Fred Thompson agreed to lobby for less abortion restrictions
This could be real trouble for almost-announced Republican candidate Fred Thompson.
The former Tennessee senator, who will soon seek the Republican nomination for president as a pro-life candidate, apparently once accepted a lobbying assignment from a family-planning group to persuade the first Bush White House to ease a controversial abortion restriction.
A Thompson spokesman flatly denies he did the lobbying work. But according to a story by Times correspondent Michael Finnegan, records for the National Family Planning and Reproductive Health Assn. show the group hired Thompson in 1991. His job was to urge the Bush administration to withdraw or relax a rule barring abortion counseling at clinics receiving federal money.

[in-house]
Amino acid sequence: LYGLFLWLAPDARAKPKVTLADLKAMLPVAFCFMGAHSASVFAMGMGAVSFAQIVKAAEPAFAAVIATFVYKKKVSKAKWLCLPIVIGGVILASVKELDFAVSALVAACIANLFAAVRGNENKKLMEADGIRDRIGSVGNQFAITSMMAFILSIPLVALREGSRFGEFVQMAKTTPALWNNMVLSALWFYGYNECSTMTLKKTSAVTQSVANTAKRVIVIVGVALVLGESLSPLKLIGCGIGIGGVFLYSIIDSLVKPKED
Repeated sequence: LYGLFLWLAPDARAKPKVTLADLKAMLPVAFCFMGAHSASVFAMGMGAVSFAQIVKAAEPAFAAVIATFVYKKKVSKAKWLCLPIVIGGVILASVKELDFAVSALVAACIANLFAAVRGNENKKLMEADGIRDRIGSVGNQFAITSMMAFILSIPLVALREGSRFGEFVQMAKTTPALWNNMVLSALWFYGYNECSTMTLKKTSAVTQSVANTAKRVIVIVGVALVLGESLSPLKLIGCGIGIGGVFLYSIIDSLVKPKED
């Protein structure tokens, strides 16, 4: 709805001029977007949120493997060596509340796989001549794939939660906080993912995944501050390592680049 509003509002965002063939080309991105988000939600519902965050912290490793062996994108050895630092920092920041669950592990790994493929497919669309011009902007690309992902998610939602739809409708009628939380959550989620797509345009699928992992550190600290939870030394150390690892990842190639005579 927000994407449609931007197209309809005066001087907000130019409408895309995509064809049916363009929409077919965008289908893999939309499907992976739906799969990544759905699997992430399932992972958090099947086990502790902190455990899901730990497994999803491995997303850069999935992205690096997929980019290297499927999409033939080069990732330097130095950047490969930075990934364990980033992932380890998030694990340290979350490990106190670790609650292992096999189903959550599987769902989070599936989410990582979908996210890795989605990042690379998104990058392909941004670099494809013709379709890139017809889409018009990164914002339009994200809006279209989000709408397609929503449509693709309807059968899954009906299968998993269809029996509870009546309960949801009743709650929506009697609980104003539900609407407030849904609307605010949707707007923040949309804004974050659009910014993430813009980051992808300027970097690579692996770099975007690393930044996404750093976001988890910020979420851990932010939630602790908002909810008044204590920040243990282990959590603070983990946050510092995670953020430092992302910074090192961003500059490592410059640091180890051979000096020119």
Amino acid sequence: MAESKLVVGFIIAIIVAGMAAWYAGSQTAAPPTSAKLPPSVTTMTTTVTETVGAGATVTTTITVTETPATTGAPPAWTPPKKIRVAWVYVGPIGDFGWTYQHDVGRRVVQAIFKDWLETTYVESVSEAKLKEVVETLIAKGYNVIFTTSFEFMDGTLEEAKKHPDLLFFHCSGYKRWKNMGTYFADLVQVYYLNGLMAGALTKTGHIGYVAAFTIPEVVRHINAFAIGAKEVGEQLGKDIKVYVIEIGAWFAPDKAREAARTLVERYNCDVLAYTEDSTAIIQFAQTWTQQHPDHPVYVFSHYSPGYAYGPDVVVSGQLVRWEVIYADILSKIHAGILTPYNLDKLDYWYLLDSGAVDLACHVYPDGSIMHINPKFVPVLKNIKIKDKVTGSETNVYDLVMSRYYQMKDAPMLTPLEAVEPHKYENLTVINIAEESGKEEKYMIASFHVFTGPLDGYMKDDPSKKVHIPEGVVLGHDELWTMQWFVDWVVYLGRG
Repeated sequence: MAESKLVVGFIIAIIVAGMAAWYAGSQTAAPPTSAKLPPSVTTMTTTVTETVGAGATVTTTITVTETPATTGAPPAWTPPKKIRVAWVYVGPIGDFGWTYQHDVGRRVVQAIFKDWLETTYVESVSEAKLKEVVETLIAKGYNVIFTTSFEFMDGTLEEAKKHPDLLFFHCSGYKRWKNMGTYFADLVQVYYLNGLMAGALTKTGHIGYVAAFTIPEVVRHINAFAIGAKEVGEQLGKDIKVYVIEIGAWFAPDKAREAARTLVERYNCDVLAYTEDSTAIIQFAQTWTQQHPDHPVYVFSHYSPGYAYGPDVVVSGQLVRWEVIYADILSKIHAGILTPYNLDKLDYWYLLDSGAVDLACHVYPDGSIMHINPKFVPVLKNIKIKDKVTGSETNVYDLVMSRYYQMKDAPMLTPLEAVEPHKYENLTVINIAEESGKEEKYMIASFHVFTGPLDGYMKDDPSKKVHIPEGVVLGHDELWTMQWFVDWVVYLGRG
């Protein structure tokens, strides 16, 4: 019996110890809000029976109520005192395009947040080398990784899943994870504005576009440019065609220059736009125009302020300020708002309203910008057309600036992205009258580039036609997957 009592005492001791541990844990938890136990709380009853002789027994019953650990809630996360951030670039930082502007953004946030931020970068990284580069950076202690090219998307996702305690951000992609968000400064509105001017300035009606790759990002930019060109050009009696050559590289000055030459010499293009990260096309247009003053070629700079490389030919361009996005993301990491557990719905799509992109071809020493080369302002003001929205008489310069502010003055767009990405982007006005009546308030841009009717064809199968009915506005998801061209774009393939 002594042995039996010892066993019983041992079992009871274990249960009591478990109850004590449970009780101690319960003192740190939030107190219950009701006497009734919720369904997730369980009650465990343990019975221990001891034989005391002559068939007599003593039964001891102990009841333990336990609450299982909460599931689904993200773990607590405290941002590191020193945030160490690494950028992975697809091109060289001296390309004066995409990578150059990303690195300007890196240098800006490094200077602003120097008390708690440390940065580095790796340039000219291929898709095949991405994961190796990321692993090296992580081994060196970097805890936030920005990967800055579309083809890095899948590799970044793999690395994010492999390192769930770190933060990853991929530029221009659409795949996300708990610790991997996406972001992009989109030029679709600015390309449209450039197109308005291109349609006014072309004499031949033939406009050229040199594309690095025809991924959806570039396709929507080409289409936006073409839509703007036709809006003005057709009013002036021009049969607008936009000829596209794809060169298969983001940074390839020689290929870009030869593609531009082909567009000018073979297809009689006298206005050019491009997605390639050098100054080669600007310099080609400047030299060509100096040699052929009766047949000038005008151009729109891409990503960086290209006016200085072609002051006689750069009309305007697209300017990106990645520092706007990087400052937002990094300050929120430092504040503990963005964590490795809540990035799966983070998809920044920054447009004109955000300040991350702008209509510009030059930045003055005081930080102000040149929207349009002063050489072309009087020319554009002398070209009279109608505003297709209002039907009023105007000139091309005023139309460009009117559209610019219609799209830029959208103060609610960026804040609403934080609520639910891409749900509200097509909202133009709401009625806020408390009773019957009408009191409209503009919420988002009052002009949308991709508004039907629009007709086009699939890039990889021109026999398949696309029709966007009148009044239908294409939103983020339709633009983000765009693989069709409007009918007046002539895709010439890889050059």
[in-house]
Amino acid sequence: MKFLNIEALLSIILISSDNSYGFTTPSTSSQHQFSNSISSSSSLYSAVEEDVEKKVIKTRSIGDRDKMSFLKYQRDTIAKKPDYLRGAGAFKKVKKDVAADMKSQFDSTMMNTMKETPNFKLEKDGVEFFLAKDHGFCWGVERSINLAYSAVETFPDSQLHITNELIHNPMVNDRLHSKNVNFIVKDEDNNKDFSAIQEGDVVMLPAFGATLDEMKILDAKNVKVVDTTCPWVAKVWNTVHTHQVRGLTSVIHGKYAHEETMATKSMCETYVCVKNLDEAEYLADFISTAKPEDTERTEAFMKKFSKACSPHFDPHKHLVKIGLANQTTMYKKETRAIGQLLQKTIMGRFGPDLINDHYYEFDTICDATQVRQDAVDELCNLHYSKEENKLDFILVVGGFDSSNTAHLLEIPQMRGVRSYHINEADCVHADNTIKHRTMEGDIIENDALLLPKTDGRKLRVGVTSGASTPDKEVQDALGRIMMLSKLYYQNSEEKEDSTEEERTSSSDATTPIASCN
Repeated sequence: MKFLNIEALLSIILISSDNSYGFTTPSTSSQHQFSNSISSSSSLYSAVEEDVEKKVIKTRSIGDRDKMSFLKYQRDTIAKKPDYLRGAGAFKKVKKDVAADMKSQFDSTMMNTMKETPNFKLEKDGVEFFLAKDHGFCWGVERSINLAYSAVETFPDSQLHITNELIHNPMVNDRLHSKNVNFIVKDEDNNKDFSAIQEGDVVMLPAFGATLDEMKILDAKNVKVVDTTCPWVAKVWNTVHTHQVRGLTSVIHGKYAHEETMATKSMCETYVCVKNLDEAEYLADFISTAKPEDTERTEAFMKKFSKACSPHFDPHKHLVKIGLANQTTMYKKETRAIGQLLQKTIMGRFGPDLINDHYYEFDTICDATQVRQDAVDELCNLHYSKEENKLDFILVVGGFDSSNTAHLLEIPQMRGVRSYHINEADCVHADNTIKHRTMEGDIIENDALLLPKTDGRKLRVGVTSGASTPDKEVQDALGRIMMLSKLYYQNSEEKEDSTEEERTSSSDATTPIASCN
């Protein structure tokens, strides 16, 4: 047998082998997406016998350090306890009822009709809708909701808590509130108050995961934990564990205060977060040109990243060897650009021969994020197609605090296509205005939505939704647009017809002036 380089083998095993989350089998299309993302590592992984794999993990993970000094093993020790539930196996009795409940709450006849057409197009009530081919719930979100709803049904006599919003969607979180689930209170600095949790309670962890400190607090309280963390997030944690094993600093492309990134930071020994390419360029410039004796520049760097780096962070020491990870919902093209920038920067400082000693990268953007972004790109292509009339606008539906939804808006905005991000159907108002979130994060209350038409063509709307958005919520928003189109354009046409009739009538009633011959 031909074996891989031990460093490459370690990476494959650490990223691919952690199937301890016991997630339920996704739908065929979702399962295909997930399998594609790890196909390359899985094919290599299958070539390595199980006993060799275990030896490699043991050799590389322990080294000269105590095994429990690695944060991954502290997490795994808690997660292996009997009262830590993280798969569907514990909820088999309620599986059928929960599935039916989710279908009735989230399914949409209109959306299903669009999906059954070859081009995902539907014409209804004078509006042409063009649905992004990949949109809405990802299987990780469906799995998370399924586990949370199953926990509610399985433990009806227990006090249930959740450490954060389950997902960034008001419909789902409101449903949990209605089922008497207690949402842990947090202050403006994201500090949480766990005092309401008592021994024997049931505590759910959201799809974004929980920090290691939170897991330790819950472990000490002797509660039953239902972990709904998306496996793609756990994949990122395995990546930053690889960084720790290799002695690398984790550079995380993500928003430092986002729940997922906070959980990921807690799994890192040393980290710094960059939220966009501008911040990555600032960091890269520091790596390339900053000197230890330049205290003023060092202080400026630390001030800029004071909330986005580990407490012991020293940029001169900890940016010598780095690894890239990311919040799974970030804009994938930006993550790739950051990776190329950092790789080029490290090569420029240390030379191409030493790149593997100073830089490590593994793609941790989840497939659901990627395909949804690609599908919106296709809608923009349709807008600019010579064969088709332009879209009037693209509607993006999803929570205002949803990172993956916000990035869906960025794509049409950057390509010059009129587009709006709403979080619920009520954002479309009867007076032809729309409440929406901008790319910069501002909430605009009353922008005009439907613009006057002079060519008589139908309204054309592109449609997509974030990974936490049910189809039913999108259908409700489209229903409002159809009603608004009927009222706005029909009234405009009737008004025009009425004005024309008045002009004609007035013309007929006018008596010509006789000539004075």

Thompson's lobbying then would clash directly with the anti-abortion movement he now seeks to rally as a conservative candidate.
The abortion "gag rule," upheld by the Supreme Court but reversed in 1993 by President Clinton on his third day in office, was a major flash point at the time.
Judith DeSarno, president of the family planning group in 1991, says Thompson lobbied for her group for several months. Former Rep. Michael Barnes of Maryland, a lobbying colleague, says he recommended Thompson for the job and finds it "absolutely bizarre" for Thompson to deny it now.
DeSarno recalls Thompson reporting he had multiple conversations about the abortion rule with John Sununu, then White House chief of staff. Sununu told Finnegan, "I don't think that ever happened. In fact, I know that never happened."